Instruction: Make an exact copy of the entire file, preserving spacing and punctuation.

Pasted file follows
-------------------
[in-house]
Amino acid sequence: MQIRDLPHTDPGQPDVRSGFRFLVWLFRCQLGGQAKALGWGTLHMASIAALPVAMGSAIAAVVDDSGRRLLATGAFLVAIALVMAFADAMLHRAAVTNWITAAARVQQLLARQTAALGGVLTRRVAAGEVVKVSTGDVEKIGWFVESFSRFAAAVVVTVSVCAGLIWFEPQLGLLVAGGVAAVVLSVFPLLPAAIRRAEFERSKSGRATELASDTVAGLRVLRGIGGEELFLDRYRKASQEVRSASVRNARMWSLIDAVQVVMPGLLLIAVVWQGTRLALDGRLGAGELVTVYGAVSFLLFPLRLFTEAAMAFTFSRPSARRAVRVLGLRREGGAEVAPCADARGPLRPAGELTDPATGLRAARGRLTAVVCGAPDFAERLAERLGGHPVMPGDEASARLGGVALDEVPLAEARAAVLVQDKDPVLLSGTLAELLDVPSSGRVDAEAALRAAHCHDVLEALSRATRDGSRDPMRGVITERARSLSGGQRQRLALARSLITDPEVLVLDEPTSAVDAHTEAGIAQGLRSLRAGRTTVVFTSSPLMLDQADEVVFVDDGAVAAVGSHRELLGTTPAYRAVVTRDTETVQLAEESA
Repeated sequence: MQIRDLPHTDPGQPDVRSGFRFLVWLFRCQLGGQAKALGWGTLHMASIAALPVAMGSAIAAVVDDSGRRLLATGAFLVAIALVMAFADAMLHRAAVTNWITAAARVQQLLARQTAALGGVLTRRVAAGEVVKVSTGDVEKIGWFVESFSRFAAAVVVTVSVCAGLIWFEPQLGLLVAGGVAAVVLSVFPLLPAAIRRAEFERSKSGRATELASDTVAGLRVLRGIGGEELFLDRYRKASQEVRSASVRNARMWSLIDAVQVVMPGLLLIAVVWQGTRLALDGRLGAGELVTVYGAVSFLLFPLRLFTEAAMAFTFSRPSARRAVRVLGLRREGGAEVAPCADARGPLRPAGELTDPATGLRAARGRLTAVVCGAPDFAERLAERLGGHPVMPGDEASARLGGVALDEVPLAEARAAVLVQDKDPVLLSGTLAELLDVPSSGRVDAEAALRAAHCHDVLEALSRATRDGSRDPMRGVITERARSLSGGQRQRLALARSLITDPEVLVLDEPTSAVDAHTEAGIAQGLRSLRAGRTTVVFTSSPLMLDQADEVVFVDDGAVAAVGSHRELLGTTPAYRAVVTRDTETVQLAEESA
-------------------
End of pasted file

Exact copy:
[in-house]
Amino acid sequence: MQIRDLPHTDPGQPDVRSGFRFLVWLFRCQLGGQAKALGWGTLHMASIAALPVAMGSAIAAVVDDSGRRLLATGAFLVAIALVMAFADAMLHRAAVTNWITAAARVQQLLARQTAALGGVLTRRVAAGEVVKVSTGDVEKIGWFVESFSRFAAAVVVTVSVCAGLIWFEPQLGLLVAGGVAAVVLSVFPLLPAAIRRAEFERSKSGRATELASDTVAGLRVLRGIGGEELFLDRYRKASQEVRSASVRNARMWSLIDAVQVVMPGLLLIAVVWQGTRLALDGRLGAGELVTVYGAVSFLLFPLRLFTEAAMAFTFSRPSARRAVRVLGLRREGGAEVAPCADARGPLRPAGELTDPATGLRAARGRLTAVVCGAPDFAERLAERLGGHPVMPGDEASARLGGVALDEVPLAEARAAVLVQDKDPVLLSGTLAELLDVPSSGRVDAEAALRAAHCHDVLEALSRATRDGSRDPMRGVITERARSLSGGQRQRLALARSLITDPEVLVLDEPTSAVDAHTEAGIAQGLRSLRAGRTTVVFTSSPLMLDQADEVVFVDDGAVAAVGSHRELLGTTPAYRAVVTRDTETVQLAEESA
Repeated sequence: MQIRDLPHTDPGQPDVRSGFRFLVWLFRCQLGGQAKALGWGTLHMASIAALPVAMGSAIAAVVDDSGRRLLATGAFLVAIALVMAFADAMLHRAAVTNWITAAARVQQLLARQTAALGGVLTRRVAAGEVVKVSTGDVEKIGWFVESFSRFAAAVVVTVSVCAGLIWFEPQLGLLVAGGVAAVVLSVFPLLPAAIRRAEFERSKSGRATELASDTVAGLRVLRGIGGEELFLDRYRKASQEVRSASVRNARMWSLIDAVQVVMPGLLLIAVVWQGTRLALDGRLGAGELVTVYGAVSFLLFPLRLFTEAAMAFTFSRPSARRAVRVLGLRREGGAEVAPCADARGPLRPAGELTDPATGLRAARGRLTAVVCGAPDFAERLAERLGGHPVMPGDEASARLGGVALDEVPLAEARAAVLVQDKDPVLLSGTLAELLDVPSSGRVDAEAALRAAHCHDVLEALSRATRDGSRDPMRGVITERARSLSGGQRQRLALARSLITDPEVLVLDEPTSAVDAHTEAGIAQGLRSLRAGRTTVVFTSSPLMLDQADEVVFVDDGAVAAVGSHRELLGTTPAYRAVVTRDTETVQLAEESA